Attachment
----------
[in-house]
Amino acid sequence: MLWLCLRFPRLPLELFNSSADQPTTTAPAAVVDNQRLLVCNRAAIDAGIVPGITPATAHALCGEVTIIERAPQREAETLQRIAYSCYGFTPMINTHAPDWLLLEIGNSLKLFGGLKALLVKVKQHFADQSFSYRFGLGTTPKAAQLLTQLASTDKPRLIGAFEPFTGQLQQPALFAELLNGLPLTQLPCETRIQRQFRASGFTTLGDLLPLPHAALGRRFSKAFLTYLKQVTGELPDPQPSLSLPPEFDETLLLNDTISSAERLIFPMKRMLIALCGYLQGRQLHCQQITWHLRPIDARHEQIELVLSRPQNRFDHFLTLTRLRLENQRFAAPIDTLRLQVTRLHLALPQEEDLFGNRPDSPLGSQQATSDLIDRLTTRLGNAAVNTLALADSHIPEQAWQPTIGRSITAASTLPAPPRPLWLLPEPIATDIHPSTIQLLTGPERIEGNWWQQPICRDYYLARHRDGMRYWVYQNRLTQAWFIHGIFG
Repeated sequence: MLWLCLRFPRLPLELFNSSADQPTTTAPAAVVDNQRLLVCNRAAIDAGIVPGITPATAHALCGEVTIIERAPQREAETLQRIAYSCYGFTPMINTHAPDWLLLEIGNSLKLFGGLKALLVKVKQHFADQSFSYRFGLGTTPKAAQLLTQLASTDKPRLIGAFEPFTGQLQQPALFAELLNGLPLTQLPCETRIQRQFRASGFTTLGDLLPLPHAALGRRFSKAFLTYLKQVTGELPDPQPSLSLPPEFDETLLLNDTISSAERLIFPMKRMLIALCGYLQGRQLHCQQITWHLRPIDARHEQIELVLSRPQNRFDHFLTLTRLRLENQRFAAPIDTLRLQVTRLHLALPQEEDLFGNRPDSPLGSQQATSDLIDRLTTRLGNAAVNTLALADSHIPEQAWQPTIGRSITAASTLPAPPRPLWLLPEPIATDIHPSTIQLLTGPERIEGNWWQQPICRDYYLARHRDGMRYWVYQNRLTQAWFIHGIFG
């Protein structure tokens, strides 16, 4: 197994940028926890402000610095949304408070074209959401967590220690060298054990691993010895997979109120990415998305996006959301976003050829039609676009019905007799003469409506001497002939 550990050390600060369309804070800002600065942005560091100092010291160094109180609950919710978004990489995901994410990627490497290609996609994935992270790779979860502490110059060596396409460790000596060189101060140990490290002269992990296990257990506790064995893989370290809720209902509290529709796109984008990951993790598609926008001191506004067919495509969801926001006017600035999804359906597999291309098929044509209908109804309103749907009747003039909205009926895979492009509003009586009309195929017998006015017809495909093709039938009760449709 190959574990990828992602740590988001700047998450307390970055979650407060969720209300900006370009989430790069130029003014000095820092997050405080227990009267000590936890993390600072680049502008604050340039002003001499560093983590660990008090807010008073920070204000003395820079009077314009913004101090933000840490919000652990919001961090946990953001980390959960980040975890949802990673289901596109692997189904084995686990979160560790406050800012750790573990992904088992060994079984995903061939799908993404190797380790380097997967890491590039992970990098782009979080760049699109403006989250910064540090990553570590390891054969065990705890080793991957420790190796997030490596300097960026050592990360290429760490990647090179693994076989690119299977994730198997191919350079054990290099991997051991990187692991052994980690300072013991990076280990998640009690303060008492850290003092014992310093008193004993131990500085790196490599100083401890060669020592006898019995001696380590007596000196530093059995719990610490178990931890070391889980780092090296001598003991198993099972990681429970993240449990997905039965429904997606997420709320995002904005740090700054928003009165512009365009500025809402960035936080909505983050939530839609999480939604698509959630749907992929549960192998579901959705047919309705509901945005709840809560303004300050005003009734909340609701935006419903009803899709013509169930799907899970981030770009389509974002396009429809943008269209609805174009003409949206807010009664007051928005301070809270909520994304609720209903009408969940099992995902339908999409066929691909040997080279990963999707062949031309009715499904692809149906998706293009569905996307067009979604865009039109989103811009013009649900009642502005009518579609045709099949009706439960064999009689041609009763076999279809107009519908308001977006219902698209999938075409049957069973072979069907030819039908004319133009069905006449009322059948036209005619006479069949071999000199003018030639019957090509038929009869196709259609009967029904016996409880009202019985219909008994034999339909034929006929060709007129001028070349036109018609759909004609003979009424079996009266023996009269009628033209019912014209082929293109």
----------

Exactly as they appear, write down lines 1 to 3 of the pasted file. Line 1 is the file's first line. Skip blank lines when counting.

[in-house]
Amino acid sequence: MLWLCLRFPRLPLELFNSSADQPTTTAPAAVVDNQRLLVCNRAAIDAGIVPGITPATAHALCGEVTIIERAPQREAETLQRIAYSCYGFTPMINTHAPDWLLLEIGNSLKLFGGLKALLVKVKQHFADQSFSYRFGLGTTPKAAQLLTQLASTDKPRLIGAFEPFTGQLQQPALFAELLNGLPLTQLPCETRIQRQFRASGFTTLGDLLPLPHAALGRRFSKAFLTYLKQVTGELPDPQPSLSLPPEFDETLLLNDTISSAERLIFPMKRMLIALCGYLQGRQLHCQQITWHLRPIDARHEQIELVLSRPQNRFDHFLTLTRLRLENQRFAAPIDTLRLQVTRLHLALPQEEDLFGNRPDSPLGSQQATSDLIDRLTTRLGNAAVNTLALADSHIPEQAWQPTIGRSITAASTLPAPPRPLWLLPEPIATDIHPSTIQLLTGPERIEGNWWQQPICRDYYLARHRDGMRYWVYQNRLTQAWFIHGIFG
Repeated sequence: MLWLCLRFPRLPLELFNSSADQPTTTAPAAVVDNQRLLVCNRAAIDAGIVPGITPATAHALCGEVTIIERAPQREAETLQRIAYSCYGFTPMINTHAPDWLLLEIGNSLKLFGGLKALLVKVKQHFADQSFSYRFGLGTTPKAAQLLTQLASTDKPRLIGAFEPFTGQLQQPALFAELLNGLPLTQLPCETRIQRQFRASGFTTLGDLLPLPHAALGRRFSKAFLTYLKQVTGELPDPQPSLSLPPEFDETLLLNDTISSAERLIFPMKRMLIALCGYLQGRQLHCQQITWHLRPIDARHEQIELVLSRPQNRFDHFLTLTRLRLENQRFAAPIDTLRLQVTRLHLALPQEEDLFGNRPDSPLGSQQATSDLIDRLTTRLGNAAVNTLALADSHIPEQAWQPTIGRSITAASTLPAPPRPLWLLPEPIATDIHPSTIQLLTGPERIEGNWWQQPICRDYYLARHRDGMRYWVYQNRLTQAWFIHGIFG